In October 1999 soldiers of the 92nd Engineer Battalion, Fort Stewart, Georgia, positioned poles for the installation of security wire around the Third Army Headquarters in Mubarak Military City, Egypt, as part of Exercise Bright Star.
In 2001, a bridge, originally constructed in the 1960s, was completely rebuilt by 20 Russian soldiers of the 1st Peacekeeping Russian Separate Airborne Brigade (PRSAB) and American engineers of C Company, 648th Engineer Battalion, along with earth moving equipment and personnel from B Company, 92nd Engineer Battalion, Fort Stewart, Geogia, and medical personnel from the 148th Logistics Task Force. The project, in the town of Janja, started Monday, 2 April 2001 and the ribbon cutting ceremony for the bridge was scheduled for 20 April 2001. The bridge connected both parts of the town. After heavy rainfall led to the flooding of the Krizevica River, members of the 92nd Engineer Battalion were called in to help the water-stricken city of Bratunac on 25 June 2001.
Elements of the 92nd Engineer Battalion deployed in mid-November 2001 in support of Operation Enduring Freedom to conduct combat construction missions. During Operation Enduring Freedom, 1st Lt. Laurie Green, a platoon leader with Company B, 92nd Engineer Battalion, lent a hand in a medical clinic operated by US and Spanish doctors and staff near Bagram Airfield, Afghanistan. Green presented jackets and coats to the Afghan children. Students from her hometown of Morehead City, North Carolina, donated the jackets and coats.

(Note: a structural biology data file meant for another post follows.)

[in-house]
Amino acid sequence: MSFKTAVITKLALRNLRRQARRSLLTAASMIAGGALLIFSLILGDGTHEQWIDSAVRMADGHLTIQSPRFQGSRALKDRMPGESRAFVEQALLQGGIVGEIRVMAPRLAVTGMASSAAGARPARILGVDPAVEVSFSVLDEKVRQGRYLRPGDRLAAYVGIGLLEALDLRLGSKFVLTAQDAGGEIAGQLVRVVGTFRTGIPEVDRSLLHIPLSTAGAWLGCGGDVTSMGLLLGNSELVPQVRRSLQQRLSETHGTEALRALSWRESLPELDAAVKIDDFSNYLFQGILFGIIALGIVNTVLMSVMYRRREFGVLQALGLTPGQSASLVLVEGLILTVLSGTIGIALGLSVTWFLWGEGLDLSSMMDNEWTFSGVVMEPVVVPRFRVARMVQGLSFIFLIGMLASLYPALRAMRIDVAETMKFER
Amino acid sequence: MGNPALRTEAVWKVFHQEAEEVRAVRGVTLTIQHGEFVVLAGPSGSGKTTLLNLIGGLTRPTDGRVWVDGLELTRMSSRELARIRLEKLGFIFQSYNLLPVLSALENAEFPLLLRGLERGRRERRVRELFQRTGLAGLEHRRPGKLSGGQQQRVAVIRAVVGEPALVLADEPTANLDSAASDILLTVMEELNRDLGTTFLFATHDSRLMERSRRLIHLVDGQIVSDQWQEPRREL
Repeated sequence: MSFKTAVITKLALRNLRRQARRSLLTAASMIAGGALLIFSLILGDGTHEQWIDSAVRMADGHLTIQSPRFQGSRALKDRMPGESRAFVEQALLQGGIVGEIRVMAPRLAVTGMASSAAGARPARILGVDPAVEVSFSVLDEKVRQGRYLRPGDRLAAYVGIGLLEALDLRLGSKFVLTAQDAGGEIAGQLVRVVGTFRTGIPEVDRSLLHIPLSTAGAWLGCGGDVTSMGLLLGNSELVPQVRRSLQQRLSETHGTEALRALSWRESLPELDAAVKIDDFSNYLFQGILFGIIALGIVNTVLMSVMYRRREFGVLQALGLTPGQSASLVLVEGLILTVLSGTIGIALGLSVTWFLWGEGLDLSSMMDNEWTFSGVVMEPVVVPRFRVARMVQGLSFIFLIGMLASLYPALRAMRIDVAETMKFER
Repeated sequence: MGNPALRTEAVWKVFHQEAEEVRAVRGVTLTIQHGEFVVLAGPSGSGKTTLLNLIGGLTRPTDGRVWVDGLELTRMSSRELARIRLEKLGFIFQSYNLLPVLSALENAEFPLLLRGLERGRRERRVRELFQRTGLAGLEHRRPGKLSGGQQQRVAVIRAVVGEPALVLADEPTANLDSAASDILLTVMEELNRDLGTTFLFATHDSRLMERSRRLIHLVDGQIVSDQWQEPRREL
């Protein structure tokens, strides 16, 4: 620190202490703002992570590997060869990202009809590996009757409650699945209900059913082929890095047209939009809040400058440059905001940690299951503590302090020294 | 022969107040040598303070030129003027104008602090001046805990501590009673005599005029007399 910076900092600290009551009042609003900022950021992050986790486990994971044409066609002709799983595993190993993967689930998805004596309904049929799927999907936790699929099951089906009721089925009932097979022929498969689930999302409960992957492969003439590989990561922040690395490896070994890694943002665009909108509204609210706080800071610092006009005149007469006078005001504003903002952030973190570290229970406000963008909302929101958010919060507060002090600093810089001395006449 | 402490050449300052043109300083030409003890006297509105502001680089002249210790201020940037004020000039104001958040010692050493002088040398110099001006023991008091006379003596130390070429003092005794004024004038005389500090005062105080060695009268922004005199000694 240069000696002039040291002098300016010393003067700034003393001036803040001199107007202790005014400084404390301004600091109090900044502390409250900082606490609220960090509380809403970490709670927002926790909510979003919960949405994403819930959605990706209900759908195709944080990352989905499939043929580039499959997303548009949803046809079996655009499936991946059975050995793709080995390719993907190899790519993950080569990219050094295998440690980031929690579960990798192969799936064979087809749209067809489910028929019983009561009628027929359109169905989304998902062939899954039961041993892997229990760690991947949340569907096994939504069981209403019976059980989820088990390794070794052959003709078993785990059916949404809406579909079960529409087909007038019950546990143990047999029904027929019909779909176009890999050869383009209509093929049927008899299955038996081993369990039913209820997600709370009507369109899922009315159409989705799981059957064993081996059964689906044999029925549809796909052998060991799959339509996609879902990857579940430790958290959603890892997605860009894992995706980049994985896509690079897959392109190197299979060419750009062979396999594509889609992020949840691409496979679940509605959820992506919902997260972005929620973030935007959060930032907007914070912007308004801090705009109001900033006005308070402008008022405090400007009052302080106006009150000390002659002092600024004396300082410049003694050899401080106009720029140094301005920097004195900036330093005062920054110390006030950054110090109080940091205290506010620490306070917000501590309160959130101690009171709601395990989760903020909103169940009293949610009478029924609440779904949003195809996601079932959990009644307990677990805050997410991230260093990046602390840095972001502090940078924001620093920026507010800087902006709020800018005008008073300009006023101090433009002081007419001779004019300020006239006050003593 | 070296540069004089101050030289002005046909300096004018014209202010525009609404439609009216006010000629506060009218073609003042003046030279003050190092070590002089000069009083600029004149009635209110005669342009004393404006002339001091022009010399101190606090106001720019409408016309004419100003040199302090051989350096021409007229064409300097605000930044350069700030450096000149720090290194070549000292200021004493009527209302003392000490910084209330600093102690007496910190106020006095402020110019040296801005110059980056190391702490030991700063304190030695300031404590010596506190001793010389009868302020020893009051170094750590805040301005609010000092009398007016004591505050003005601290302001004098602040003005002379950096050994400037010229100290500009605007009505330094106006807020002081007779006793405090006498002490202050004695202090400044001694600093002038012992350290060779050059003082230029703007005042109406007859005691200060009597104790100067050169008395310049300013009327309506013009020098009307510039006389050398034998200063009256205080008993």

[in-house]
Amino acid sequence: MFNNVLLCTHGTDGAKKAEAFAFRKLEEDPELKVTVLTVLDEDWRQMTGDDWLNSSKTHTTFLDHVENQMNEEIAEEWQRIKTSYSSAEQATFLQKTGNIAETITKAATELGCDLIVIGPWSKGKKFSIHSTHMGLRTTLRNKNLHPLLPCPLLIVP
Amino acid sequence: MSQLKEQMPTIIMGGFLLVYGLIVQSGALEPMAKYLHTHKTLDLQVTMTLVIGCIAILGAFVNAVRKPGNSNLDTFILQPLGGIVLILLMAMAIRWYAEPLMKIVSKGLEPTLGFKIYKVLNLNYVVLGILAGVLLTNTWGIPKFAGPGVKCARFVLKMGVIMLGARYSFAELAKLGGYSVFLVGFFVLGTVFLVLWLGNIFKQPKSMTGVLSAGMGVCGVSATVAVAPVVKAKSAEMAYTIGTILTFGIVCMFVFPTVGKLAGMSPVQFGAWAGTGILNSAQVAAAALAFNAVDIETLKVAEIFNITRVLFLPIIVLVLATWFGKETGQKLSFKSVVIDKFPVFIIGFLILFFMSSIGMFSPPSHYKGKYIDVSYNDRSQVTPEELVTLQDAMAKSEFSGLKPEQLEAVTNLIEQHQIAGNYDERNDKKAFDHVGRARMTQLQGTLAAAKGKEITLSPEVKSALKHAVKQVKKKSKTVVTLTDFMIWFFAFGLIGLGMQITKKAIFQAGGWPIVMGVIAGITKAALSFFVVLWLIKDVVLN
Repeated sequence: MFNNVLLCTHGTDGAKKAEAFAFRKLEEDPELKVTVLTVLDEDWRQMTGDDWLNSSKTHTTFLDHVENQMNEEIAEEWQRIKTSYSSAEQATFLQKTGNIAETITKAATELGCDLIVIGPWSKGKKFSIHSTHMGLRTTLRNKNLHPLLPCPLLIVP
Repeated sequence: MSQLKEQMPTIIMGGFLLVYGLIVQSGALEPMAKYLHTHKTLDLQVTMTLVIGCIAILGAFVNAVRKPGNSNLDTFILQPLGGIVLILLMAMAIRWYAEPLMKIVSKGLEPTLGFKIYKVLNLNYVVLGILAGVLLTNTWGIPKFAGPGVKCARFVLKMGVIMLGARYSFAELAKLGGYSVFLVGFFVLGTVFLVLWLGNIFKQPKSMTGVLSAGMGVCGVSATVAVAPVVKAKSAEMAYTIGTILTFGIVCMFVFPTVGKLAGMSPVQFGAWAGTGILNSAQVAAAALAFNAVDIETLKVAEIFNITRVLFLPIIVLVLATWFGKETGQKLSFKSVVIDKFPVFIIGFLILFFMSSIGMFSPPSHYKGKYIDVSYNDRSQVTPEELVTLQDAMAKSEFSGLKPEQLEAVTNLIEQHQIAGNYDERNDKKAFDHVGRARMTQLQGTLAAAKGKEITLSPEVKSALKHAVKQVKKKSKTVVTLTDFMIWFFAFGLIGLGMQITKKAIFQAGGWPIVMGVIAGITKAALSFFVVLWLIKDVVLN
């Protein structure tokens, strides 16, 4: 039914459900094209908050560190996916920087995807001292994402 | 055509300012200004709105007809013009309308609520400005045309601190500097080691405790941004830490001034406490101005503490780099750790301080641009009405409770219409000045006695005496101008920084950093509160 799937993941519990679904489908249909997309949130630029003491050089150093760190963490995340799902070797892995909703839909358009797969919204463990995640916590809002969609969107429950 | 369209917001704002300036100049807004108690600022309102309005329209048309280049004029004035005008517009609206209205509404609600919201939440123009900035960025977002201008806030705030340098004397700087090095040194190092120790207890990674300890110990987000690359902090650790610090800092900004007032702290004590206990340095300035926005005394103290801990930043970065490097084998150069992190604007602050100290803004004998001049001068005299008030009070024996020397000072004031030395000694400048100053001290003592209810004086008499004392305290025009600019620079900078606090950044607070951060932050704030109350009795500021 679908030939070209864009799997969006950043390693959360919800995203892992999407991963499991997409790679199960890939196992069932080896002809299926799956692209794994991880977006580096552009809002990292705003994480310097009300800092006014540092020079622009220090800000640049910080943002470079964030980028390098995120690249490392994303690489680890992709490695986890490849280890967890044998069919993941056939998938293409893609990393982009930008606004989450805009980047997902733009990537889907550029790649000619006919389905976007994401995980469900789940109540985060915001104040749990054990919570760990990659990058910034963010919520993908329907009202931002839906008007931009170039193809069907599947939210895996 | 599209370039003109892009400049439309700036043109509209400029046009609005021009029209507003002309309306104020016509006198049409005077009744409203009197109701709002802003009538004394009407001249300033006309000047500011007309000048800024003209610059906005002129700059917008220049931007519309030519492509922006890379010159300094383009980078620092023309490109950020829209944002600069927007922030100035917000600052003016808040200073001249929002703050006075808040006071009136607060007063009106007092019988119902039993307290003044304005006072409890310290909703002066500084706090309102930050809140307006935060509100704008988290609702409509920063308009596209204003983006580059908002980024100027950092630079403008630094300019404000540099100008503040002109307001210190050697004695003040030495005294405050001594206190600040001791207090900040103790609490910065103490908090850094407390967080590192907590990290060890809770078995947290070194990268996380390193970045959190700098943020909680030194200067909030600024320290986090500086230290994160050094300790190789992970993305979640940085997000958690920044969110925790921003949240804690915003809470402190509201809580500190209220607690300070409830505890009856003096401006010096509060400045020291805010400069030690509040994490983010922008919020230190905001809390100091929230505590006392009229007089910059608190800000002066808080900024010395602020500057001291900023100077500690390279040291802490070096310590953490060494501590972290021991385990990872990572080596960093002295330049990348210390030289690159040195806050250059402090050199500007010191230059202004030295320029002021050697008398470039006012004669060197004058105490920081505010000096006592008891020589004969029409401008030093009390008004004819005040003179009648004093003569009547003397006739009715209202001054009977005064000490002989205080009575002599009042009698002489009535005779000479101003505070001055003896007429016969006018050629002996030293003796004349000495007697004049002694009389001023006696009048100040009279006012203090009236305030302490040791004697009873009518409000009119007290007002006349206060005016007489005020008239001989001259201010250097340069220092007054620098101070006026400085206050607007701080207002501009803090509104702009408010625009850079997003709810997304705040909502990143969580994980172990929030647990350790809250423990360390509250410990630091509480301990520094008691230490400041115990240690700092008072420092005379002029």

In November 2002, the Battalion deployed in support of Operation Iraqi Freedom (OIF) I. After deploying the equipment in early February 2003 and the Soldiers in early April 2003, the 92nd quickly moved through Kuwait to an airbase just outside An Nasiriyah. The Battalion focused on the development of bed down and logistics sustainment facilities along the main supply route servicing Soldiers operating throughout the area of operations. Upon mission completion, the Battalion moved to Kuwait to execute several missions in support of redeployment tasks. The Battalion deployed in July 2003.
In January 2005, the Battalion deployed to Baghdad in support of Multi-National Division-Baghdad (MND-B) during OIF 04-06. While deployed, the Battalion operated as part of the 36th Engineer Combat Group and provided general construction engineering and chemical force protection support to units in the Baghdad area of responsibility. 276 construction missions were executed to include the construction of an Iraqi tank gunnery range, a headquarters and airfield complex for the 3rd Armored Cavalry Regiment, numerous battalion and brigade headquarters, SEA Huts, and the repair of over 100 IED craters, The following units were attached to the 92nd Engineer Battalion during its deployment: 92nd Chemical Company, C/365th Engineer Combat Battalion (Heavy) (US Army Reserve) and C/107th Engineer Battalion (US Army National Guard).
In late 2006 the 92nd Engineer Battalion again prepared to deploy again in support of OIF 06-08.